Forty years ago, I was within a couple of short weeks of graduating from high school, and felt like I could do anything. But everywhere I turned, I was hearing that I would end up flipping burgers for a living, if I didn’t get a college education. After twelve years of school, that was the last thing on my agenda! Instead, I opted to join the Navy, and see the world!
After a decade of military service, I tired of living on the edge of poverty (my starting pay was $123.90 per month, before taxes!), and decided to get out, use my G.I. Bill and go where the real money was. A couple of years later, I got my associates degree in management, and found that it didn’t open any doors for me, which really shouldn’t have been any surprise. Several years later, I decided to pursue my engineering degree, and got my BS in electrical engineering. That, as it turned out, did open a few more doors, and I soon found myself getting slightly better offers than before.
However, I learned that the business world still valued experience highly, sometimes even over formal education. I managed to scramble my way up the ladder into management, and found that I enjoyed that a lot more than engineering, so I changed my focus to business management. That put me squarely at the bottom of the pile again, as an associates degree did little more than give me a leg up on the competition for that coveted mail room lackey position.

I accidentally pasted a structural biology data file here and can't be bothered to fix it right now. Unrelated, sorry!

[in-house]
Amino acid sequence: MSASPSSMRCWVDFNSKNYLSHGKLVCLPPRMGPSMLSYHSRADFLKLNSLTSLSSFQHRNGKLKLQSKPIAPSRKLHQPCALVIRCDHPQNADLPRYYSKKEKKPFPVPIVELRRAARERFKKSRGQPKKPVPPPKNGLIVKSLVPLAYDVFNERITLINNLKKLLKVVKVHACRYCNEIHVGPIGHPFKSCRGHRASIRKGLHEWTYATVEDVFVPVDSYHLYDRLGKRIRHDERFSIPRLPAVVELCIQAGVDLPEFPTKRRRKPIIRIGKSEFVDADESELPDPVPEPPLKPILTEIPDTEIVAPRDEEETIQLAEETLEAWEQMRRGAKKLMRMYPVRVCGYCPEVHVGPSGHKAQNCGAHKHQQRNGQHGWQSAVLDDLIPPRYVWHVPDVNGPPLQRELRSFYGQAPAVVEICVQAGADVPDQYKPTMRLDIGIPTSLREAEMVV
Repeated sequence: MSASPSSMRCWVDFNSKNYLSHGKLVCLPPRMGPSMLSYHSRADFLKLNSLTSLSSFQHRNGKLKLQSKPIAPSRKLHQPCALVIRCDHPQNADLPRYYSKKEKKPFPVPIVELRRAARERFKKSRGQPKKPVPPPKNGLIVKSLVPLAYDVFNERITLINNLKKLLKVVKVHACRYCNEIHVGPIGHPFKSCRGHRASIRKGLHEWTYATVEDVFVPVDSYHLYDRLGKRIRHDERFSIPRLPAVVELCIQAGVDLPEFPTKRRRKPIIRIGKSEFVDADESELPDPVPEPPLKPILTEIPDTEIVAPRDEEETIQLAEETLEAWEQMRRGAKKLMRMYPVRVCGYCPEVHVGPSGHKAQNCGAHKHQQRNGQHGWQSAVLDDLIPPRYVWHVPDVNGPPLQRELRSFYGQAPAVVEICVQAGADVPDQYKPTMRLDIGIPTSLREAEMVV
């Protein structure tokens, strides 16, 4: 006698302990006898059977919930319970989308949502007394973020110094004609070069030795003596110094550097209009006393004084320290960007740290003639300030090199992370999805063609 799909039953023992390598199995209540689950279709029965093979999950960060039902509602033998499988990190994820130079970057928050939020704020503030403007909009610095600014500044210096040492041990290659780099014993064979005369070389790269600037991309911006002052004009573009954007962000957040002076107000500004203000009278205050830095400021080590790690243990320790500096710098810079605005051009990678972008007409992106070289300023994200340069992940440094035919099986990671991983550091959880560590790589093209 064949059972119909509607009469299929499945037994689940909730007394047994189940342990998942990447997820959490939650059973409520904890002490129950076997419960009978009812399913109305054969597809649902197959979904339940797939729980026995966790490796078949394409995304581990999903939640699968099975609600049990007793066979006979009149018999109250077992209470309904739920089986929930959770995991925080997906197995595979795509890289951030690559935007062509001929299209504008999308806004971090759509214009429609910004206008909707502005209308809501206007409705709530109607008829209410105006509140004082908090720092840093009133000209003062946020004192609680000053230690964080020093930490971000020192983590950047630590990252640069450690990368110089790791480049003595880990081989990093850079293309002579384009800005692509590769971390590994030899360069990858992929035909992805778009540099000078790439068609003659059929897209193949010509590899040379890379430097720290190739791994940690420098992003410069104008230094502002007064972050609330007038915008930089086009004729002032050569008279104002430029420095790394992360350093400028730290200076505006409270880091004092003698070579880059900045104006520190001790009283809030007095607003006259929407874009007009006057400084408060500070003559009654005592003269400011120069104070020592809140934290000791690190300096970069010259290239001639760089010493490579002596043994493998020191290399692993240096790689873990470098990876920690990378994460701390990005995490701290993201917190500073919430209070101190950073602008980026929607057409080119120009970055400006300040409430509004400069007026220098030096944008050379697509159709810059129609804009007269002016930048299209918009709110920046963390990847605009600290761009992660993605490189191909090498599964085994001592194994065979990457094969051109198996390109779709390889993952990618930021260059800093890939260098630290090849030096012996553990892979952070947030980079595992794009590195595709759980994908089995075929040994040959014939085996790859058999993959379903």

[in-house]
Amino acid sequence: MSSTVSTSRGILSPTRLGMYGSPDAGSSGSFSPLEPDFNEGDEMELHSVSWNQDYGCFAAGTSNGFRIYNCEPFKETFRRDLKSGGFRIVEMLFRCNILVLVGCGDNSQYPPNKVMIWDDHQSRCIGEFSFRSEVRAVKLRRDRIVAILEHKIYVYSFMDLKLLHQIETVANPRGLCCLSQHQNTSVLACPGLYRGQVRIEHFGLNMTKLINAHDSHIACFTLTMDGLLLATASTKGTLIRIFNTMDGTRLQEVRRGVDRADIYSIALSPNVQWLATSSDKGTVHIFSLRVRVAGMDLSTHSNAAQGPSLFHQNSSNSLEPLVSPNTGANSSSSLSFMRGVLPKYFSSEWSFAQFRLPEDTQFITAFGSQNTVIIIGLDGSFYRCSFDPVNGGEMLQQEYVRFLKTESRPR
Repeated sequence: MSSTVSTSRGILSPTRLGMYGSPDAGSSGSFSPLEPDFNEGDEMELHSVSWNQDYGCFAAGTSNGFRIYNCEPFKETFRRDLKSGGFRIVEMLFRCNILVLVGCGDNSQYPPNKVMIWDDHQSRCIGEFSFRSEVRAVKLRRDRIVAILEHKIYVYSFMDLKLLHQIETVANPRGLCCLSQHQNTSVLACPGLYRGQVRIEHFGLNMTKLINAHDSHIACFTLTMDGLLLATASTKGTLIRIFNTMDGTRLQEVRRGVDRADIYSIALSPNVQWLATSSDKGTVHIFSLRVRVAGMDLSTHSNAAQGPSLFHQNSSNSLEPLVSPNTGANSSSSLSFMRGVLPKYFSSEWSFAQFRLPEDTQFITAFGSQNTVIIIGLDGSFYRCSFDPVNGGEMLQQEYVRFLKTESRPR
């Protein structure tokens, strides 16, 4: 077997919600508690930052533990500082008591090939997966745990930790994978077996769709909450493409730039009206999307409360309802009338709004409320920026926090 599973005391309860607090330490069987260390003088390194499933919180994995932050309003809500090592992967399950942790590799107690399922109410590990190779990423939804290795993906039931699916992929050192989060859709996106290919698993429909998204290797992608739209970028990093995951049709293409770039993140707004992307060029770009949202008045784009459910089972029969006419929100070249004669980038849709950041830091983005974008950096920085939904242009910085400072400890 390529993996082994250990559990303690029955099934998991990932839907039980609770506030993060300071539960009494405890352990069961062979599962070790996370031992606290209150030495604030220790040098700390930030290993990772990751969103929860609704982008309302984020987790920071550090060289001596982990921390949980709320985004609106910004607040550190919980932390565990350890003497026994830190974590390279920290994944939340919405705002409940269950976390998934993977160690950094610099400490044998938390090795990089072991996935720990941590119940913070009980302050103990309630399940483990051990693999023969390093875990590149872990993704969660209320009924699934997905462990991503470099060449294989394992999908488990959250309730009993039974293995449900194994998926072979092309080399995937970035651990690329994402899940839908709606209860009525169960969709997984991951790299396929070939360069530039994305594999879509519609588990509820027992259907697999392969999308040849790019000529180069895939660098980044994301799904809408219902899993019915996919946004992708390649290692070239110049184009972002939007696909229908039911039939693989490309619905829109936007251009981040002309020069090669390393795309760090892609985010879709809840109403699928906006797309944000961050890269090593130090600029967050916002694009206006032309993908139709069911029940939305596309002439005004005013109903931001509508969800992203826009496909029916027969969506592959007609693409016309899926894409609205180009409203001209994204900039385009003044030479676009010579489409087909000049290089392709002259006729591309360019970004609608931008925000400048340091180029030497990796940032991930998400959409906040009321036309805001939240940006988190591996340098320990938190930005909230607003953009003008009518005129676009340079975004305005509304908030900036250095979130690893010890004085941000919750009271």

Back to school, for my MBA… rewrite my résumé… fire off a million or so copies… pump my professional network for all it was worth…BINGO! I landed a good job in management, and started working my way up from there. And all this took only thirty years or so!
Had I listened to the naysayers early on, I probably could have accelerated my progress tremendously… who knows? Still, many very successful people achieved their goals without a college education. A lot of dropouts are household names now. Mary Kay Ash, Sir Richard Branson, Simon Cowell, Barry Diller, Kerk Kirkorian, Ralph Lauren, Rachael Ray, even Bill Gates… they all dropped out of either high school or college, to pursue their dreams.
These people must have something in common. What is it? Is it drive? Luck? Native intelligence? Willingness to take risks? An associate of mine says it’s initiative. I don’t know if that’s the single greatest element in their respective successes, but I’m pretty certain that without it, they would never have achieved what they have. Initiative, by itself, doesn’t guarantee success, by any means, but I think the lack of it pretty well guarantees some degree of failure.
For my part, I’d rather employ an uneducated person with drive, than a complacent genius.